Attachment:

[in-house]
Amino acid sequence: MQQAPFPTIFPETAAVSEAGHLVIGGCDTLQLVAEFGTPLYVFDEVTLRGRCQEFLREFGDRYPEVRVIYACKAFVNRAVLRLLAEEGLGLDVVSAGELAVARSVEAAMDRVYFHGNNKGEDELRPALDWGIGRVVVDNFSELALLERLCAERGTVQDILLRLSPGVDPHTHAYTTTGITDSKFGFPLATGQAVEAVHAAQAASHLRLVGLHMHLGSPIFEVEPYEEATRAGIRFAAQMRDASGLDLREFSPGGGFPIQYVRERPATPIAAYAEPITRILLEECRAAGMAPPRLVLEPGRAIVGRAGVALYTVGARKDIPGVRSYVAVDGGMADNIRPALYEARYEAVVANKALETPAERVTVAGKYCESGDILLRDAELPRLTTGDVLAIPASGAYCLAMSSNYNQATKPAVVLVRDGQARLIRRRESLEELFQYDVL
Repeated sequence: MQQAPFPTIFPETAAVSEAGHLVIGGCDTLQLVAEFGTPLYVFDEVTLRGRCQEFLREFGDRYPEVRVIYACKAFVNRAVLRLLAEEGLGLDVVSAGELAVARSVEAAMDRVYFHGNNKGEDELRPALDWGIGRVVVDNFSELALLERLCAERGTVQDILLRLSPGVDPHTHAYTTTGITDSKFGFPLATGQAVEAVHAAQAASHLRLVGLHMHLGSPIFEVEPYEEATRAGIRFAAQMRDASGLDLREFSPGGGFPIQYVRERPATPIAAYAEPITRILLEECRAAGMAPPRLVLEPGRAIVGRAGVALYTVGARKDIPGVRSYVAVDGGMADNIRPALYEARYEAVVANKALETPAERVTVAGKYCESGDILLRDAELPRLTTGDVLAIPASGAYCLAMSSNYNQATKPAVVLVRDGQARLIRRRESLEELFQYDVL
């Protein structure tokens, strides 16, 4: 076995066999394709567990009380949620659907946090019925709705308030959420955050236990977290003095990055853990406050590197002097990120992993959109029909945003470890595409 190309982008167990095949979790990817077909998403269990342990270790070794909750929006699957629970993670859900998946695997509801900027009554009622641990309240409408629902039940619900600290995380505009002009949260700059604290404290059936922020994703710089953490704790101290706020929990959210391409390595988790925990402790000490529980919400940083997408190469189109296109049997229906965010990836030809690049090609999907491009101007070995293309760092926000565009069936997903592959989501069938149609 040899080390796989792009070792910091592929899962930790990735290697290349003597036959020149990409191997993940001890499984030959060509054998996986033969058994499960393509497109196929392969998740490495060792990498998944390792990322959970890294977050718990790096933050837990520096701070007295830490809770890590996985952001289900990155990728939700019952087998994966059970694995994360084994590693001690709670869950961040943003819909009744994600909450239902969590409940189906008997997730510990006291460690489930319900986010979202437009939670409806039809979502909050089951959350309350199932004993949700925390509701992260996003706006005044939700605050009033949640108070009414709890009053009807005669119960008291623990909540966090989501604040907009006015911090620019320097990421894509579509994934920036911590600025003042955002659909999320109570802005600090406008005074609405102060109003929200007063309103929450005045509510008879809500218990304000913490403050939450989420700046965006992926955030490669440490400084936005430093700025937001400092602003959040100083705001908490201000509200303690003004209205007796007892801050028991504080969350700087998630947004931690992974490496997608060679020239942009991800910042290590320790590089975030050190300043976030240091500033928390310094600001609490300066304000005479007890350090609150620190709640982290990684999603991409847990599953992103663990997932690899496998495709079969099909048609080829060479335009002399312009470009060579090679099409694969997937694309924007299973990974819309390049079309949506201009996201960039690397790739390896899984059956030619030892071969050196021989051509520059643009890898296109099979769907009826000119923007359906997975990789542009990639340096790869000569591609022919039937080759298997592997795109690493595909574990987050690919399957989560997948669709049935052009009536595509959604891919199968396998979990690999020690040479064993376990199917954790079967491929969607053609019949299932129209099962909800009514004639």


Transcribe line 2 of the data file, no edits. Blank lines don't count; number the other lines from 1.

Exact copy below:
Amino acid sequence: MQQAPFPTIFPETAAVSEAGHLVIGGCDTLQLVAEFGTPLYVFDEVTLRGRCQEFLREFGDRYPEVRVIYACKAFVNRAVLRLLAEEGLGLDVVSAGELAVARSVEAAMDRVYFHGNNKGEDELRPALDWGIGRVVVDNFSELALLERLCAERGTVQDILLRLSPGVDPHTHAYTTTGITDSKFGFPLATGQAVEAVHAAQAASHLRLVGLHMHLGSPIFEVEPYEEATRAGIRFAAQMRDASGLDLREFSPGGGFPIQYVRERPATPIAAYAEPITRILLEECRAAGMAPPRLVLEPGRAIVGRAGVALYTVGARKDIPGVRSYVAVDGGMADNIRPALYEARYEAVVANKALETPAERVTVAGKYCESGDILLRDAELPRLTTGDVLAIPASGAYCLAMSSNYNQATKPAVVLVRDGQARLIRRRESLEELFQYDVL